Previously known as a member of Po’ Girl, Birds of Chicago, and Our Native Daughters, this exorbitantly gifted singer, songwriter, banjoist, and clarinetist finally appears to be on the verge of renown. Outside Child, and the single “Nightflyer,” have been nominated for three Grammys. After 20 years in music, this is the first solo effort for the Canadian. It is a joyous, sinuous album: a longtime in the germinating, but recorded in four days. It’s undeniable that Russell’s many years of childhood sexual abuse inform the lyrical core of this brave work, but it is no lie that the essence of Outside Child is the unfettered sound of rapture and release. Her videos show that this exquisite woman owns the stage in ways both quiet and forceful.

For 30 years, Daniel Gewertz wrote about music, theater and movies for the Boston Herald, among other periodicals. More recently, he’s published personal essays, taught memoir writing, and participated in the local storytelling scene. In the 1970s, at Boston University, he was best known for his Elvis Presley imitation.

Alexander Szeptycki

After jumping between music throughout the year, these are the 10 albums I came back to the most at the end of the year.

Bruno Mars and Anderson .Paak,  An Evening With Silk Sonic

Bruno Mars and Anderson .Paak, two old souls with a penchant for funk, were pretty much guaranteed to make good on their Silk Sonic collaboration. It is obvious that the two were fully committed to the project. An Evening With Silk Sonic is an exercise in lovingly crafted retro funk homage, chockablock with tongue-in-cheek innuendos, breakup melodrama, and sultry love jams.

Remi Wolf,  Juno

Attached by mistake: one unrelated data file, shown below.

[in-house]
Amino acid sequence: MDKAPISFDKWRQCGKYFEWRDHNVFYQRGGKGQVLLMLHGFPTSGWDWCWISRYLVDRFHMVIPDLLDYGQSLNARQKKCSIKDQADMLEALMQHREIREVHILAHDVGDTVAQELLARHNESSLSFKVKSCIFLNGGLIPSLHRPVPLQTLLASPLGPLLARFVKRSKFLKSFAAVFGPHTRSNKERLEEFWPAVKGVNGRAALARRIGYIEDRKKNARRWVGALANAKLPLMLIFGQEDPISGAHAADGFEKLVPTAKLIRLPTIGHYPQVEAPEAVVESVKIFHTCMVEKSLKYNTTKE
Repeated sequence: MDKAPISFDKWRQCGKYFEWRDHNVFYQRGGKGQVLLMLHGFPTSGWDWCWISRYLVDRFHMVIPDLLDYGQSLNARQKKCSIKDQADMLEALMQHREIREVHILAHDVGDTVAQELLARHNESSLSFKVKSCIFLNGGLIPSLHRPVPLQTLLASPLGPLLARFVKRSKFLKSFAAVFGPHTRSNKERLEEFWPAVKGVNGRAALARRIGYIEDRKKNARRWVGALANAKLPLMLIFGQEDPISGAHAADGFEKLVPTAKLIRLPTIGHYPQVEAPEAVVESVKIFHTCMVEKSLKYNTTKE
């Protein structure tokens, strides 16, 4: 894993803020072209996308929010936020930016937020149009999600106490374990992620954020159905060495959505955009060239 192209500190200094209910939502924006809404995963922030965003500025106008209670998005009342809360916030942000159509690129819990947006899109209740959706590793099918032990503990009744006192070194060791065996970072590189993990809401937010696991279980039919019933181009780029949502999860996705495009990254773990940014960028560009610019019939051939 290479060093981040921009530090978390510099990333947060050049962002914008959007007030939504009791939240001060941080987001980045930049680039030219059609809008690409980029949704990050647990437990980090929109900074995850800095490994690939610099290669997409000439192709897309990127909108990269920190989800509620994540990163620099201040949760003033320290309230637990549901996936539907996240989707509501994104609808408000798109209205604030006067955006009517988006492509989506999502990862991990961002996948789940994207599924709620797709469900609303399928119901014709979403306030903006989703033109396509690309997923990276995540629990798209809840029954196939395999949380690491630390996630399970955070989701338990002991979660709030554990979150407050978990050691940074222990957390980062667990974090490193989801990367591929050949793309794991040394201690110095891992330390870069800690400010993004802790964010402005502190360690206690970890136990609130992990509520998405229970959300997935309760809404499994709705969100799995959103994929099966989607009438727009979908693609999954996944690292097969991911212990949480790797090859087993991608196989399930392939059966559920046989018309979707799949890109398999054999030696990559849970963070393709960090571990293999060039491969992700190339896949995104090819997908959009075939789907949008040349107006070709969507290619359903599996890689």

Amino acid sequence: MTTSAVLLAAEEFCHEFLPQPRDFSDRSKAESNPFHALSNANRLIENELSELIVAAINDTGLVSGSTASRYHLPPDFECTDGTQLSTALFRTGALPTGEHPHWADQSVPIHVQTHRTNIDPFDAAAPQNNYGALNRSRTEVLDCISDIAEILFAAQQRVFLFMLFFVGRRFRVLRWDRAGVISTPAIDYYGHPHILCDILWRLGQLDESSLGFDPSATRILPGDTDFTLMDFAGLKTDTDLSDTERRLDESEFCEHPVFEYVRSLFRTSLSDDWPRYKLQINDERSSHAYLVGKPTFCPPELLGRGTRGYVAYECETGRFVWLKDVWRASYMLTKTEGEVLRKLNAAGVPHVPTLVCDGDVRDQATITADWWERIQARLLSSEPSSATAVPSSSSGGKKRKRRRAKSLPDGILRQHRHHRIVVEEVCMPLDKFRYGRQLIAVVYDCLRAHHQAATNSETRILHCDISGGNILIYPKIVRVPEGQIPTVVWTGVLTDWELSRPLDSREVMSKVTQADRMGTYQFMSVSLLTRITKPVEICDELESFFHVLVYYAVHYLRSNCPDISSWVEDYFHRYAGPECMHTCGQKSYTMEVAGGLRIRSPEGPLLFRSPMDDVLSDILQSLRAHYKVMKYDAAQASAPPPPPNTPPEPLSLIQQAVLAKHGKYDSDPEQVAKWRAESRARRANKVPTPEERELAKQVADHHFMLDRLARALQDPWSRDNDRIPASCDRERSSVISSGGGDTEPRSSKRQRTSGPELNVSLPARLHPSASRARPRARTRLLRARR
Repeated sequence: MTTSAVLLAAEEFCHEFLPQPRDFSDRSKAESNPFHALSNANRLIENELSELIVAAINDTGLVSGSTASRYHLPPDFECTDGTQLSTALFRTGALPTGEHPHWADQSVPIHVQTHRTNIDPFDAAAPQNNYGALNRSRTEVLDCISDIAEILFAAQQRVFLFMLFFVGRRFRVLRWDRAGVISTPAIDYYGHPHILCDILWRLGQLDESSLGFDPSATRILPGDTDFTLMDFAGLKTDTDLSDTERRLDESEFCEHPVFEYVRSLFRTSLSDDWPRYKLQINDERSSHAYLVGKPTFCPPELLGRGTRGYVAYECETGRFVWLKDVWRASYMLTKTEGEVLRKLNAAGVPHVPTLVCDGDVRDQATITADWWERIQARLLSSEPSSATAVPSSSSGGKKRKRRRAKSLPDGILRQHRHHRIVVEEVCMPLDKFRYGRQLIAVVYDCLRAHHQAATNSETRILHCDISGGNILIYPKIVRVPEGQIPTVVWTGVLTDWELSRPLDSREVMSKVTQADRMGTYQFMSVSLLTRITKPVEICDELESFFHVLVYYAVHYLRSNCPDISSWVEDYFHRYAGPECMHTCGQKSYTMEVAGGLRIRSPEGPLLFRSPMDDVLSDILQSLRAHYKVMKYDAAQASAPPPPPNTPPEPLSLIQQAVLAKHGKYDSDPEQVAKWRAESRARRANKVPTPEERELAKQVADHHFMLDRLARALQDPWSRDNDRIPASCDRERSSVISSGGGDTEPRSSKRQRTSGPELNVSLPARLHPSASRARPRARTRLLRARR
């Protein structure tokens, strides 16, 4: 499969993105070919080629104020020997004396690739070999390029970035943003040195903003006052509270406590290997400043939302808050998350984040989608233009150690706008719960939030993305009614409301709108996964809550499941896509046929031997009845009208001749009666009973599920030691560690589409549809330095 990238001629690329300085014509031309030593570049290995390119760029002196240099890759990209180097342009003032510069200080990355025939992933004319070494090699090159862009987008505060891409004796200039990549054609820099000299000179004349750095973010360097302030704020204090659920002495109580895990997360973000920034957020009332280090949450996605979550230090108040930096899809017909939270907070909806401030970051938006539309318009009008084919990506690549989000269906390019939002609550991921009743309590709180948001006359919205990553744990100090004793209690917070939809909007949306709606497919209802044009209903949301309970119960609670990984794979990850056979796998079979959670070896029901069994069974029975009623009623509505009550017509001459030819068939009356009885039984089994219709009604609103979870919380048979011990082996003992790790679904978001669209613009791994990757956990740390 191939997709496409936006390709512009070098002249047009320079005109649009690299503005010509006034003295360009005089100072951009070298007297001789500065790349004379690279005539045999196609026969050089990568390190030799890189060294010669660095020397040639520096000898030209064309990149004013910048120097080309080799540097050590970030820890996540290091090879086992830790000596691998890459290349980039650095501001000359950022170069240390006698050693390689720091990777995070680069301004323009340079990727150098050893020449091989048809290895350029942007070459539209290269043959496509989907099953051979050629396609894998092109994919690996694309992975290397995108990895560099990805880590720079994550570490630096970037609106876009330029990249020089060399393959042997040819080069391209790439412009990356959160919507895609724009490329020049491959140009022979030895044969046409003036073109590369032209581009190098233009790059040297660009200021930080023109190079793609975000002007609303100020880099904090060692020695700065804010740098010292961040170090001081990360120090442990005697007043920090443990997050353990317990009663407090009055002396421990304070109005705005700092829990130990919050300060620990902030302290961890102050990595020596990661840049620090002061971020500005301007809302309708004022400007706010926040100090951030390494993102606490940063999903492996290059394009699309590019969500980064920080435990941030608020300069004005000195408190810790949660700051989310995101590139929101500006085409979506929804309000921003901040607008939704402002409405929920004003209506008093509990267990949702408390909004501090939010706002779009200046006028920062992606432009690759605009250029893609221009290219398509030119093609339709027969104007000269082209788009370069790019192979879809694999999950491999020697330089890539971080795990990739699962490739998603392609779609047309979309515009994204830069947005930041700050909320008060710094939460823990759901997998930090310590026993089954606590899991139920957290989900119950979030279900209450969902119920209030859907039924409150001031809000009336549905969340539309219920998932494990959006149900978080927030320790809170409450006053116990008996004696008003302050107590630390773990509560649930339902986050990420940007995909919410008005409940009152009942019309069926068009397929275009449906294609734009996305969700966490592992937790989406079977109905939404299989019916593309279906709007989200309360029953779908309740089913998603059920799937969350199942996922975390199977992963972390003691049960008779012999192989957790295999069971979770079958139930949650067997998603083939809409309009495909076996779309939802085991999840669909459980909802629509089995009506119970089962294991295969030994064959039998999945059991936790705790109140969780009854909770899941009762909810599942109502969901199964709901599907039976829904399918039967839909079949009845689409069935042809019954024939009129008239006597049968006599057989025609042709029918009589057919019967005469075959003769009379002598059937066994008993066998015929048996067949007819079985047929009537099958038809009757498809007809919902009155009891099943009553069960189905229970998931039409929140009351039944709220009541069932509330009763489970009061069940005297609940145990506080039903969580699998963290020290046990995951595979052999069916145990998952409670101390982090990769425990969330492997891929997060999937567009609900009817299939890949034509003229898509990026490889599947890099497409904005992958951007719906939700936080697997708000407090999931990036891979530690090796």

Remi Wolf’s full-length debut is vibrant, overflowing with colorfully chameleonic music. Remi infuses futuristic pop with funky grooves that are put across by her impressive range and varied deliveries. This is an album that leans into the artist’s eccentricities, and never stops being fun.

Japanese Breakfast, Jubilee

Jubilee is a disc about moving beyond pain. Michelle Zauner ruminates on the ways she can feel joy again, and each track is backed by breathless pop arrangements. This effort is delightfully soft and bright, though there are intimations of painful memories.

Arca, KicK iii

With each listen, the music on Arca’s KicK iii becomes increasingly hypnotic. The producer inventively twists dance tracks through distortion, chopping up drum beats and melodies to the point that they are almost unrecognizable.

Slowthai, Tyron

Slowthai put a bit of the new and old on his sophomore album Tyron, mixing mellow introspection with his characteristic grimy and aggressive spitting. The fusion works well —  he is growing as an artist without moving too far away from what made him exciting in the first place.

BROCKHAMPTON, Roadrunner: New Light, New Machine

BROCKHAMPTON is a collective that offers a breathtaking range of talents, which makes their recordings so raucous and exciting. Lead signer Joba’s devastating personal narrative is at the center of this project, giving it considerable edge.

Tyler the Creator, Call Me If You Get Lost

After a couple albums that showed the mellow side of this singer/songwriter, Tyler the Creator returned to his foul-mouthed renegade roots. His verses, which explore his past, are well-penned and confidently delivered, reflecting a more fully formed artistry.

Jeff Rosenstock, Ska Dream

The concept behind Ska Dream is simple: Jeff Rosenstock rewrote his entire 2020 album No Dream, shifting its genre to third wave ska. The mordant pop punk jams translate into ska with ease, aided by the blaring horns and ramped-up musicianship.

Illuminati Hotties, Let Me Do One More

Music producer, mixer, and engineer Sarah Tudzin channels life problems into hits. After dropping a mixtape to free herself from a label contract, she founded her own imprint. This album is her debut, and it injects effervescent pop punk creativity into each track. It’s a journey filled with joy and anger — and each is exhausted.

Little Simz, Sometimes I Might Be Introvert

On Sometimes I Might Be Introvert, Little Simz creates a world of her own. The instrumentals are lush and varied, ranging from tracks with operatic choirs and horns to breathy acoustic numbers. The UK rapper flows effortlessly over it all, weaving a captivating personal narrative.

Alex Szeptycki is a writer from Charlottesville, VA. He recently graduated from Stanford University, majoring in American Studies with a focus in contemporary art and pop culture. He’s currently working as a freelance writer at the Arts Fuse while navigating post-grad life in a pandemic.